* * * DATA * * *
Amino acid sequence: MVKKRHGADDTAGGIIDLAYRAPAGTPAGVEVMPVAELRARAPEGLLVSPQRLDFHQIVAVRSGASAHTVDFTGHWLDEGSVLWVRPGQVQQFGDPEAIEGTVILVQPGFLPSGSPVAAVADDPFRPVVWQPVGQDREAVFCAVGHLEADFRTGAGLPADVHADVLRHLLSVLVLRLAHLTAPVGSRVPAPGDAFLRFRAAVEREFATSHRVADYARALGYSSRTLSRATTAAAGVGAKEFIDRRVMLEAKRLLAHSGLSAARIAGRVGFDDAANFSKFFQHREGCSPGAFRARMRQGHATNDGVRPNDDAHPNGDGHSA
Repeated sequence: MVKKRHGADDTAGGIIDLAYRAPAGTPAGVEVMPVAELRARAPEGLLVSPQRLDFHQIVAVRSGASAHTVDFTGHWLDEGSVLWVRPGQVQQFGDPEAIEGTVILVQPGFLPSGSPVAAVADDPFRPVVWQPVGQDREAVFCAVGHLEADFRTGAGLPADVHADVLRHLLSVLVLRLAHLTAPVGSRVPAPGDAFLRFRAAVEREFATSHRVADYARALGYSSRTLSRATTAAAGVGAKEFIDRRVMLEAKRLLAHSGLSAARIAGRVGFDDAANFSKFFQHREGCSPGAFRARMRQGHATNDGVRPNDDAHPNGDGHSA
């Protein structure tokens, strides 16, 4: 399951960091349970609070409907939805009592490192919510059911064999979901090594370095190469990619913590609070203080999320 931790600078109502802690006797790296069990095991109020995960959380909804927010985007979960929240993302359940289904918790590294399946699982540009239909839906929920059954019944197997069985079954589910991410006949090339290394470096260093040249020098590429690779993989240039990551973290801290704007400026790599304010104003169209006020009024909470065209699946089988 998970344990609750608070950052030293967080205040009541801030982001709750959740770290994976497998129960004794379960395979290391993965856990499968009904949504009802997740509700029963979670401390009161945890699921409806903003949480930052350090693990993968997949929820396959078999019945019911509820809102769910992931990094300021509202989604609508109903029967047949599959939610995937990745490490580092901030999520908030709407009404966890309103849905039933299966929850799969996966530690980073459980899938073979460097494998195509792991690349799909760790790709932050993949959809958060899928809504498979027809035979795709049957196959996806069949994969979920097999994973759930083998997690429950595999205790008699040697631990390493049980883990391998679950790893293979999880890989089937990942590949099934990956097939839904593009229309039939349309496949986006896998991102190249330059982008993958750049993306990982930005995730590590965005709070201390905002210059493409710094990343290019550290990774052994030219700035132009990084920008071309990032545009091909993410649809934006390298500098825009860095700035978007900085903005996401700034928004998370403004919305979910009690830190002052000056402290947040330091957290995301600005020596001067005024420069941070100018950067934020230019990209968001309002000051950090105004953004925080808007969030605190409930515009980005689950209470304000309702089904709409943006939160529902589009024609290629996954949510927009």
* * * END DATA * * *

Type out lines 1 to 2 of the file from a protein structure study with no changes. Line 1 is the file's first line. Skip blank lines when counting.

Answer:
Amino acid sequence: MVKKRHGADDTAGGIIDLAYRAPAGTPAGVEVMPVAELRARAPEGLLVSPQRLDFHQIVAVRSGASAHTVDFTGHWLDEGSVLWVRPGQVQQFGDPEAIEGTVILVQPGFLPSGSPVAAVADDPFRPVVWQPVGQDREAVFCAVGHLEADFRTGAGLPADVHADVLRHLLSVLVLRLAHLTAPVGSRVPAPGDAFLRFRAAVEREFATSHRVADYARALGYSSRTLSRATTAAAGVGAKEFIDRRVMLEAKRLLAHSGLSAARIAGRVGFDDAANFSKFFQHREGCSPGAFRARMRQGHATNDGVRPNDDAHPNGDGHSA
Repeated sequence: MVKKRHGADDTAGGIIDLAYRAPAGTPAGVEVMPVAELRARAPEGLLVSPQRLDFHQIVAVRSGASAHTVDFTGHWLDEGSVLWVRPGQVQQFGDPEAIEGTVILVQPGFLPSGSPVAAVADDPFRPVVWQPVGQDREAVFCAVGHLEADFRTGAGLPADVHADVLRHLLSVLVLRLAHLTAPVGSRVPAPGDAFLRFRAAVEREFATSHRVADYARALGYSSRTLSRATTAAAGVGAKEFIDRRVMLEAKRLLAHSGLSAARIAGRVGFDDAANFSKFFQHREGCSPGAFRARMRQGHATNDGVRPNDDAHPNGDGHSA